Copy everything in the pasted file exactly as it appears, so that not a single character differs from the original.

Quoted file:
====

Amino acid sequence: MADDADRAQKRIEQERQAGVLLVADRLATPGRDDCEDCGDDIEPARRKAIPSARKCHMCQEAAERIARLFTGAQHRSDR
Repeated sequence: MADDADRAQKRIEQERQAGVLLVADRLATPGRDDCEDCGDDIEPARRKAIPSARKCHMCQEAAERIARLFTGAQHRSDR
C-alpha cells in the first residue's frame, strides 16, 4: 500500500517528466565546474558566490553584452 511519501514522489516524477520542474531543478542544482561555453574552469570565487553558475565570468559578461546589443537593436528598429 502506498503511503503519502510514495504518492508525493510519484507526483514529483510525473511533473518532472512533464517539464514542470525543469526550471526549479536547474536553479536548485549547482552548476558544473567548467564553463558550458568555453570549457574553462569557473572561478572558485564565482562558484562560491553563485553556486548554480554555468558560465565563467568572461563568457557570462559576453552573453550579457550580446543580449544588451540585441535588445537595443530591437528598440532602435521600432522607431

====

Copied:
Amino acid sequence: MADDADRAQKRIEQERQAGVLLVADRLATPGRDDCEDCGDDIEPARRKAIPSARKCHMCQEAAERIARLFTGAQHRSDR
Repeated sequence: MADDADRAQKRIEQERQAGVLLVADRLATPGRDDCEDCGDDIEPARRKAIPSARKCHMCQEAAERIARLFTGAQHRSDR
C-alpha cells in the first residue's frame, strides 16, 4: 500500500517528466565546474558566490553584452 511519501514522489516524477520542474531543478542544482561555453574552469570565487553558475565570468559578461546589443537593436528598429 502506498503511503503519502510514495504518492508525493510519484507526483514529483510525473511533473518532472512533464517539464514542470525543469526550471526549479536547474536553479536548485549547482552548476558544473567548467564553463558550458568555453570549457574553462569557473572561478572558485564565482562558484562560491553563485553556486548554480554555468558560465565563467568572461563568457557570462559576453552573453550579457550580446543580449544588451540585441535588445537595443530591437528598440532602435521600432522607431